Caturrita Formation

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Caturrita Formation
Stratigraphic range: Carnian - Norian
Caturrita Formation. Source: UFSM
Type Geological formation
Unit of Santa Maria Supersequence
Underlies Mata Sandstone
Overlies Alemoa Member, Santa Maria Formation
Thickness 30–60 m (98–197 ft)
Primary sandstones, siltstones
Coordinates 29°41′42″S 53°47′43″W / 29.695042°S 53.795403°W / -29.695042; -53.795403Coordinates: 29°41′42″S 53°47′43″W / 29.695042°S 53.795403°W / -29.695042; -53.795403
Region Bandeira do Geoparque Paleorrota.JPG Paleorrota
 Rio Grande do Sul
Country  Brazil
Extent 250 km (160 mi)
Type section
Named for Caturrita, barrio of Santa Maria
Geopark of Paleorrota

The Caturrita Formation is a rock formation found in Rio Grande do Sul, Brazil. Its sediments were deposited in the Paraná Basin. The formation most likely has a late Carnian to early Norian age (Upper Triassic) and forms part of the Santa Maria Supersequence in the upper section of the Rosário do Sul Group.


The formation received this name, because Caturrita is a neighbourhood (barrio) of Santa Maria. [1] [2] In Portuguese caturrita also refers to the monk parakeet.


The sediments of the Caturrita Formation belong to the second unit of the Santa Maria Supersequence and overlie the Alemoa Member of the Santa Maria Formation. The clayey sediments of the Alemoa Member gradually give way to the more sandy, rarely conglomeratic, Caturrita Formation, which finishes with an unconformity. After this erosional event follow the Rhaetian sediments of the Mata Sandstone, the third unit of the Santa Maria Supersequence.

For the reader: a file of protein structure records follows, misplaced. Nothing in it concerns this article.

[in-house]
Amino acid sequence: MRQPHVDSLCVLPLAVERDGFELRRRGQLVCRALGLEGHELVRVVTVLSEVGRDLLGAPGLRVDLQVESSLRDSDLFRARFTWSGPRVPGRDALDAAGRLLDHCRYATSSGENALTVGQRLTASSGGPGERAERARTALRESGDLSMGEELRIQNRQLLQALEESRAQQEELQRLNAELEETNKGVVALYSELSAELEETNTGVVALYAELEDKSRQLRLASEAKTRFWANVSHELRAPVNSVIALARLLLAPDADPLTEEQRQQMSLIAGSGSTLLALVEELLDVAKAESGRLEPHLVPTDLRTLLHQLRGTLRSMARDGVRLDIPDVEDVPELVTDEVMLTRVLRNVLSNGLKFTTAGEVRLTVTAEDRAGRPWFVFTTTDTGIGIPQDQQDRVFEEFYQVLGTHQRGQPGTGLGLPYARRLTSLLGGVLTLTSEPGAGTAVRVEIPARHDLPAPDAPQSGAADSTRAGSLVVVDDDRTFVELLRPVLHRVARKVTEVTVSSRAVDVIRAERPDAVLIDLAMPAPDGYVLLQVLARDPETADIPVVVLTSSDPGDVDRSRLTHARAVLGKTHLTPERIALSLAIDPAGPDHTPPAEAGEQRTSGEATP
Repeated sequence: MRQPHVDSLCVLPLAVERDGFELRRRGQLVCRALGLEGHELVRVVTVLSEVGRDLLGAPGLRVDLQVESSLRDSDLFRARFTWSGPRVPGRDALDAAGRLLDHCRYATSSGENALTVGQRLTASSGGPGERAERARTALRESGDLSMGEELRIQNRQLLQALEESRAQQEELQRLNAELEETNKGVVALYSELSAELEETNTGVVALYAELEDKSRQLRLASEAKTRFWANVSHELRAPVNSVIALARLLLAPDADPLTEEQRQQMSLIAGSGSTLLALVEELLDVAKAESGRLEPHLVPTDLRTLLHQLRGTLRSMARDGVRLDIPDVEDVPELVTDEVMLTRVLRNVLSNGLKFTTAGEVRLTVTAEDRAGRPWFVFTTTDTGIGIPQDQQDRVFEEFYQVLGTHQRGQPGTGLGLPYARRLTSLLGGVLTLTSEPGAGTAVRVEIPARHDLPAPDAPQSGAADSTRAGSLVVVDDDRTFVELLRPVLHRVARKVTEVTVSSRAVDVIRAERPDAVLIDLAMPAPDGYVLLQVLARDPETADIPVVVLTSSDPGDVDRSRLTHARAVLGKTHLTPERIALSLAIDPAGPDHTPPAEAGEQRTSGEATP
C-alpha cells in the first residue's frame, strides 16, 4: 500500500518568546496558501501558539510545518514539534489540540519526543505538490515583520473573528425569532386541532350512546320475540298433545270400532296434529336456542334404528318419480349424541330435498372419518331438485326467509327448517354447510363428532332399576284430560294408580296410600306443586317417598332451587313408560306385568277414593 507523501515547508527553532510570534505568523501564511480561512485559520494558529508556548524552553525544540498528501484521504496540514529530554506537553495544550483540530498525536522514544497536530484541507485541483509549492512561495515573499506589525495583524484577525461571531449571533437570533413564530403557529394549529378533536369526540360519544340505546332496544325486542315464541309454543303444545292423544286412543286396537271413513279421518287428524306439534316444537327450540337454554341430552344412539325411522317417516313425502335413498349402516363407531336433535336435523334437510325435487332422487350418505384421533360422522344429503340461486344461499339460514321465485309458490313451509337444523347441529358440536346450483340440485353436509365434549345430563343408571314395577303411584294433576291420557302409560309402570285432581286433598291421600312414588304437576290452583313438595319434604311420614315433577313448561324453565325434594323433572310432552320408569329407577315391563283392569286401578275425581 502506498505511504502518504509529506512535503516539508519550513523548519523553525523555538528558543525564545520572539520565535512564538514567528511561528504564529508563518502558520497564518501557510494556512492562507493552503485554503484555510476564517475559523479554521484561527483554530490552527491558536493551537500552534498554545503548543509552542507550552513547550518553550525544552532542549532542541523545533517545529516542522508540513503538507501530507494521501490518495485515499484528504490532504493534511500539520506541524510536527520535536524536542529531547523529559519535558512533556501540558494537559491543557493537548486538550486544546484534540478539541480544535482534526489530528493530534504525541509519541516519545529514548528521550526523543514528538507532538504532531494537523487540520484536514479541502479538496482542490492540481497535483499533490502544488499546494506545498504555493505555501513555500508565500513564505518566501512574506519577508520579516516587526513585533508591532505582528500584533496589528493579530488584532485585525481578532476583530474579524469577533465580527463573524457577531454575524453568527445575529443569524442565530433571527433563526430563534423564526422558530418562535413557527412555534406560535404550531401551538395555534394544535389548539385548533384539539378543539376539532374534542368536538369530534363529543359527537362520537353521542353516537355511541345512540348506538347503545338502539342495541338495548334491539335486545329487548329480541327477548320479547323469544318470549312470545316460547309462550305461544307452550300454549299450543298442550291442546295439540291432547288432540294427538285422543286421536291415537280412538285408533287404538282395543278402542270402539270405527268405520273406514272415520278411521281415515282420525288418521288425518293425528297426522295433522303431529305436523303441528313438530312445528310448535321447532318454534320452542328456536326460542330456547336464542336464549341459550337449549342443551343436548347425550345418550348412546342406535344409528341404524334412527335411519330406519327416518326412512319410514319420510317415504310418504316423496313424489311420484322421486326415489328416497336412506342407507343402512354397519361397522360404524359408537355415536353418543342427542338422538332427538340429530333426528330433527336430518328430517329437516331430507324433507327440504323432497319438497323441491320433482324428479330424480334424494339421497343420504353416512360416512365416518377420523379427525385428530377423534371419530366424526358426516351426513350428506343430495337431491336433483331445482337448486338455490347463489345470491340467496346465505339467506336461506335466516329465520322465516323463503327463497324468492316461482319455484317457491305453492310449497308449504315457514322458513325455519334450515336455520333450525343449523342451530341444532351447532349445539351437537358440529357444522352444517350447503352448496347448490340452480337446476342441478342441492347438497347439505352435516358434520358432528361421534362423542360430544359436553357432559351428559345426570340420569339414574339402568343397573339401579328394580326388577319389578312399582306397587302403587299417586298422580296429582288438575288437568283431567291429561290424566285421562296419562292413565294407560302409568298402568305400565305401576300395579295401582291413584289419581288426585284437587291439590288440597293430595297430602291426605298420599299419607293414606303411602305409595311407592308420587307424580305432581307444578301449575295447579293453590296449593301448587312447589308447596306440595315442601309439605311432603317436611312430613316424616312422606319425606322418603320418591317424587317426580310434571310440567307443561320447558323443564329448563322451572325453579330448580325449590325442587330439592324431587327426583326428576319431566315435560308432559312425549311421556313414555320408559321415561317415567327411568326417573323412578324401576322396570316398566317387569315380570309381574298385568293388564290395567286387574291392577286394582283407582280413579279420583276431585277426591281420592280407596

The Caturrita Formation was once regarded as a member of the stratigraphically higher Botucatu Formation[3] or was expanded to include the Mata Sandstone.[4]

The Caturrita Formation reaches a maximum thickness of 60 meters, but generally oscillates around values of 30 meters.


So far no absolute ages have been determined, but the formation is most commonly assigned to a late Carnian to early Norian age on paleontological grounds, i.e. an age range of about 220 to 215 million years BP. However, Rhaetian or even Early Jurassic age of this unit was also advocated in the literature.[5]

Geographical occurrence[edit]

  Outcrops of the Caturrita Formation are found in the Brazilian state of Rio Grande do Sul. From the town of Taquari they follow for 250 kilometers a thin band in the central part of the state in an east-westerly fashion right up to Mata.

Depositional environment[edit]